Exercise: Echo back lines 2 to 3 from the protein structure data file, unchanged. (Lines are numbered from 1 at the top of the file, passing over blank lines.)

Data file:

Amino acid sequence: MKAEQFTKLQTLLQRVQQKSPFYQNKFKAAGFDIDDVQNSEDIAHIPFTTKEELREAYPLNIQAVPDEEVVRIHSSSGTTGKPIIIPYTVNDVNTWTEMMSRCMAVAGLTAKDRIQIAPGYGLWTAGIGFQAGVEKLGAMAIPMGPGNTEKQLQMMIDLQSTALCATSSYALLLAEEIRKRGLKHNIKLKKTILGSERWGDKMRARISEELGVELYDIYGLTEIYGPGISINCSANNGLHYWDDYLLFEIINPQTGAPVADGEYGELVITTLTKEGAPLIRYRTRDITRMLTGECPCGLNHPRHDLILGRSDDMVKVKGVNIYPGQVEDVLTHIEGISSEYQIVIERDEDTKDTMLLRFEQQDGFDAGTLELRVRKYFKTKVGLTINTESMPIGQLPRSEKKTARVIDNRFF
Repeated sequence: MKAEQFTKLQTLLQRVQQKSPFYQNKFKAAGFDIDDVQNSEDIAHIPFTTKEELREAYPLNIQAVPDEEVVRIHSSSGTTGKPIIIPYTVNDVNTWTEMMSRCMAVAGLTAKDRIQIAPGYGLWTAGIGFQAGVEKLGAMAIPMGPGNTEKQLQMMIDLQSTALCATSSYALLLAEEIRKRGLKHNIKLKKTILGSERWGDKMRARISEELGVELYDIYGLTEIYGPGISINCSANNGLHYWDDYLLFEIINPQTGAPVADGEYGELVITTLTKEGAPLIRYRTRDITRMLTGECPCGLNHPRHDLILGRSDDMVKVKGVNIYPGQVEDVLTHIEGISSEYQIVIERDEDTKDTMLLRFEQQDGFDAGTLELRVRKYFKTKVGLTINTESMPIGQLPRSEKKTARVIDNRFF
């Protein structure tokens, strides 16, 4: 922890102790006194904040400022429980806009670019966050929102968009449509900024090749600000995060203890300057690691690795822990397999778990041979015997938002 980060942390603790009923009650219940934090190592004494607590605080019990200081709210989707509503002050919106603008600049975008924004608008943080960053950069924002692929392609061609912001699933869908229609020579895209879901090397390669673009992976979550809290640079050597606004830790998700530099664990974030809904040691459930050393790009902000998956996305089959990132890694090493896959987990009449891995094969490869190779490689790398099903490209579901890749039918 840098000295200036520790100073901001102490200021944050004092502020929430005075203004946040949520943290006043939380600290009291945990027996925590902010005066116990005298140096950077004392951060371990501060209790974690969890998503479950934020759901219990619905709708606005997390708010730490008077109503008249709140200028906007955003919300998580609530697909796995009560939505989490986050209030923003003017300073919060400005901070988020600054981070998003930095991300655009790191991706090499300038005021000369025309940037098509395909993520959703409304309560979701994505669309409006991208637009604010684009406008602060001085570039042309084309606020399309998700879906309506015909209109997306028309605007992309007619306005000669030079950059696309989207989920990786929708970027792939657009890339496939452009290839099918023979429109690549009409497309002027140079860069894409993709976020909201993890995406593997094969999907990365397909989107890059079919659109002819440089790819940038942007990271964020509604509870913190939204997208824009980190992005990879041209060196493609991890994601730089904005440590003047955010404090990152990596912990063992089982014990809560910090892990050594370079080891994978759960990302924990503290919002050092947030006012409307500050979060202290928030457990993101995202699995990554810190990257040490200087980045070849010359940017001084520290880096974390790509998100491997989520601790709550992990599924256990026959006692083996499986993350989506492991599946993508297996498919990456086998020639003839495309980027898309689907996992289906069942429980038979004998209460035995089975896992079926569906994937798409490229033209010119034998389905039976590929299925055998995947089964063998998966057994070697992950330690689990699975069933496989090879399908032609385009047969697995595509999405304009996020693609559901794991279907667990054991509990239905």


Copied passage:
Repeated sequence: MKAEQFTKLQTLLQRVQQKSPFYQNKFKAAGFDIDDVQNSEDIAHIPFTTKEELREAYPLNIQAVPDEEVVRIHSSSGTTGKPIIIPYTVNDVNTWTEMMSRCMAVAGLTAKDRIQIAPGYGLWTAGIGFQAGVEKLGAMAIPMGPGNTEKQLQMMIDLQSTALCATSSYALLLAEEIRKRGLKHNIKLKKTILGSERWGDKMRARISEELGVELYDIYGLTEIYGPGISINCSANNGLHYWDDYLLFEIINPQTGAPVADGEYGELVITTLTKEGAPLIRYRTRDITRMLTGECPCGLNHPRHDLILGRSDDMVKVKGVNIYPGQVEDVLTHIEGISSEYQIVIERDEDTKDTMLLRFEQQDGFDAGTLELRVRKYFKTKVGLTINTESMPIGQLPRSEKKTARVIDNRFF
């Protein structure tokens, strides 16, 4: 922890102790006194904040400022429980806009670019966050929102968009449509900024090749600000995060203890300057690691690795822990397999778990041979015997938002 980060942390603790009923009650219940934090190592004494607590605080019990200081709210989707509503002050919106603008600049975008924004608008943080960053950069924002692929392609061609912001699933869908229609020579895209879901090397390669673009992976979550809290640079050597606004830790998700530099664990974030809904040691459930050393790009902000998956996305089959990132890694090493896959987990009449891995094969490869190779490689790398099903490209579901890749039918 840098000295200036520790100073901001102490200021944050004092502020929430005075203004946040949520943290006043939380600290009291945990027996925590902010005066116990005298140096950077004392951060371990501060209790974690969890998503479950934020759901219990619905709708606005997390708010730490008077109503008249709140200028906007955003919300998580609530697909796995009560939505989490986050209030923003003017300073919060400005901070988020600054981070998003930095991300655009790191991706090499300038005021000369025309940037098509395909993520959703409304309560979701994505669309409006991208637009604010684009406008602060001085570039042309084309606020399309998700879906309506015909209109997306028309605007992309007619306005000669030079950059696309989207989920990786929708970027792939657009890339496939452009290839099918023979429109690549009409497309002027140079860069894409993709976020909201993890995406593997094969999907990365397909989107890059079919659109002819440089790819940038942007990271964020509604509870913190939204997208824009980190992005990879041209060196493609991890994601730089904005440590003047955010404090990152990596912990063992089982014990809560910090892990050594370079080891994978759960990302924990503290919002050092947030006012409307500050979060202290928030457990993101995202699995990554810190990257040490200087980045070849010359940017001084520290880096974390790509998100491997989520601790709550992990599924256990026959006692083996499986993350989506492991599946993508297996498919990456086998020639003839495309980027898309689907996992289906069942429980038979004998209460035995089975896992079926569906994937798409490229033209010119034998389905039976590929299925055998995947089964063998998966057994070697992950330690689990699975069933496989090879399908032609385009047969697995595509999405304009996020693609559901794991279907667990054991509990239905």